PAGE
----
If you’re a graphic designer, a typographer, or an amateur font enthusiast, this might piss you off. That’s okay. Channel that anger towards flawless kerning.
I’ve seen people vomit because the Papyrus font was used for subtitles in Avatar, or get a boner every time a poster is in Helvetica. These people, they know they’re talking about fonts, right?1
Here is a guide to simplify the judging of fonts:
|Click for larger version, to print and hang on your wall.|
A font’s job is to display words. So sure, that means being neutral and getting out of the words’ way; cutesy curls and flourishes are excess. But it also means that as long as you can read the words, excess stylistic touches don’t matter at all. Just breathe.
Now that I’m done being provocative (and should it really be possible to be provocative about fonts?), let me back off a bit. Professionals working with displaying words put a lot of thought and effort into making and using nice fonts, as they should. I, too, like to surround myself with beautiful things, and some fonts are more beautiful than others. What I really mean to say is: to the average person (like me), we have only the tiniest subconscious aesthetic reaction to any given font. It barely matters.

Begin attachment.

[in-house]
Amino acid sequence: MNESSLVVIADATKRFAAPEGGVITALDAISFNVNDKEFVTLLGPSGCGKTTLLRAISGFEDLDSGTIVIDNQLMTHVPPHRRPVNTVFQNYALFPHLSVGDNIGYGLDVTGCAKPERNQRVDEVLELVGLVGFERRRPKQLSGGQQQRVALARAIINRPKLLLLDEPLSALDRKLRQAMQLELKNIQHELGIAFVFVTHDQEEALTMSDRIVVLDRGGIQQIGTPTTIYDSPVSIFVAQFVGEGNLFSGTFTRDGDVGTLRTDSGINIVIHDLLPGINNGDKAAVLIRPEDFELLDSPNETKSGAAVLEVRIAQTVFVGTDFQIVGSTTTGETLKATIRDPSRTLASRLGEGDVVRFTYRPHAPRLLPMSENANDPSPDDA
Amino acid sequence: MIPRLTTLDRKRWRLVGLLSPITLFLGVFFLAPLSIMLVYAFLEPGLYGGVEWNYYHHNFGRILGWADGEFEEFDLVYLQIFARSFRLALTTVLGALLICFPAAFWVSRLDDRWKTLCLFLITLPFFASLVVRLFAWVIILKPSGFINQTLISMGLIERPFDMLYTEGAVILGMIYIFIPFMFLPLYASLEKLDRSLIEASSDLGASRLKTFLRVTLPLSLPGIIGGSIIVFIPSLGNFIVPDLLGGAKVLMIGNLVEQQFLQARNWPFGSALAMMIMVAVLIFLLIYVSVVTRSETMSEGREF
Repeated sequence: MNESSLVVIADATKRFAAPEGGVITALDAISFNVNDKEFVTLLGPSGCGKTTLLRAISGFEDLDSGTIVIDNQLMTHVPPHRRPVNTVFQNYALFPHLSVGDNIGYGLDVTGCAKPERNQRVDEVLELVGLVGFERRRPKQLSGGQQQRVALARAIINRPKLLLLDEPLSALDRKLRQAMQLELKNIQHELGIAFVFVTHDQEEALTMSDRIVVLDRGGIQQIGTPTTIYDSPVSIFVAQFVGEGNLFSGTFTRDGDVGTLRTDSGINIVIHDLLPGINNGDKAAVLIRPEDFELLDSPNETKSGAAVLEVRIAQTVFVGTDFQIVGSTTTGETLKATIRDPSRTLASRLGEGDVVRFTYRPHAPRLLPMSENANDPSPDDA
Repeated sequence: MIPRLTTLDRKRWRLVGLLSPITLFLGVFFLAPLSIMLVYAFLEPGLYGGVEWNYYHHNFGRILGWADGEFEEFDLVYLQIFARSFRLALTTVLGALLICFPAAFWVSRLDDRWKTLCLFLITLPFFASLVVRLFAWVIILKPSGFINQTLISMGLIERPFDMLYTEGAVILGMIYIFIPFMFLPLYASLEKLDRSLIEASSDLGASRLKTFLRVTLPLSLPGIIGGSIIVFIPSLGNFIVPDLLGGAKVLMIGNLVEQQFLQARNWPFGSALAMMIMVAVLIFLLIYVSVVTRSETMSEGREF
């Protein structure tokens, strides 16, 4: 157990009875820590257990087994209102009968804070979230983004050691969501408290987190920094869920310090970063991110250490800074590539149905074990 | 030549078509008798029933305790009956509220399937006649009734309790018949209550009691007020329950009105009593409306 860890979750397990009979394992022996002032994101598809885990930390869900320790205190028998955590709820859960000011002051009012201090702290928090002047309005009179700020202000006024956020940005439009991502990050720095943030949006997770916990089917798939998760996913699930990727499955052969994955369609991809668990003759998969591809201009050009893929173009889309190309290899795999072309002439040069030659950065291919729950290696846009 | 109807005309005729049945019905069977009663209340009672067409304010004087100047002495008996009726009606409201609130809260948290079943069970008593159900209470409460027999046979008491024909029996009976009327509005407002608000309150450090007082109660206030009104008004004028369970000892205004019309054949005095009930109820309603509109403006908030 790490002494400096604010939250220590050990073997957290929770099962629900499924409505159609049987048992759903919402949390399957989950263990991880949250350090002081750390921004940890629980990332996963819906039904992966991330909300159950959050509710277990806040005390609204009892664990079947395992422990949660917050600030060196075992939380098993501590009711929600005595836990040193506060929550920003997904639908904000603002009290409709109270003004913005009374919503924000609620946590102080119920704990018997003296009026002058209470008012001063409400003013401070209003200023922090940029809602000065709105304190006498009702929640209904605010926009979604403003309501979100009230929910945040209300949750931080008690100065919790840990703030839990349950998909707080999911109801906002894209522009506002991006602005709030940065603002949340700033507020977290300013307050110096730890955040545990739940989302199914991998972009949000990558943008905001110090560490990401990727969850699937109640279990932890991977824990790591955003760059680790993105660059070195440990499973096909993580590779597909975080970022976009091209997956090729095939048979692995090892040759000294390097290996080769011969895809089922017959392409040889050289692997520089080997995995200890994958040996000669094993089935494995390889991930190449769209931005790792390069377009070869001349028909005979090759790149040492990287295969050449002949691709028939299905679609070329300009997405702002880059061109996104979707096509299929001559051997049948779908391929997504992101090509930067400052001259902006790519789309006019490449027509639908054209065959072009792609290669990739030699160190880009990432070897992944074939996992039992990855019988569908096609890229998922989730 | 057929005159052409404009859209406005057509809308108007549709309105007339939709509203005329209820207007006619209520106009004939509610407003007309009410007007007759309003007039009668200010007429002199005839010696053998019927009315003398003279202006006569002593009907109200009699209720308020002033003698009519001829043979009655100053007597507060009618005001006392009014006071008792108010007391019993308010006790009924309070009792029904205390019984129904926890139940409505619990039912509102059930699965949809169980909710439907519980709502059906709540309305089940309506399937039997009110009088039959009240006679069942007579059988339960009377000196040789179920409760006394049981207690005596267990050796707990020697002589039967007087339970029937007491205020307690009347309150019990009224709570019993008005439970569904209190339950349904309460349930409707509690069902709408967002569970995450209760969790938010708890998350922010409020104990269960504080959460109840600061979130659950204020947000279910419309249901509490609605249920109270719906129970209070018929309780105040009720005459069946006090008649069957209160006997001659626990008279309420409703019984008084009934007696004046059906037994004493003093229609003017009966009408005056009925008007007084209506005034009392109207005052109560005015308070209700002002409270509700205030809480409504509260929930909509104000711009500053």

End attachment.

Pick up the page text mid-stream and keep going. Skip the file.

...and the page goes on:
What does matter is clear communication. It doesn’t matter what font you’re using if you still haven’t figured out how to use quotation marks, what an apostrophe does, or how double negatives work. A bad font doesn’t sink a well-written message. Bad writing, however, makes the most gorgeous font into gibberish. Focus effort on what matters first.
1 E.g., here is an article that bitterly analyzes the personality of users of different fonts and celebrities that would probably use them. Here is a typo-ridden tirade against certain fonts. This is an entire blog devoted to banning Comic Sans.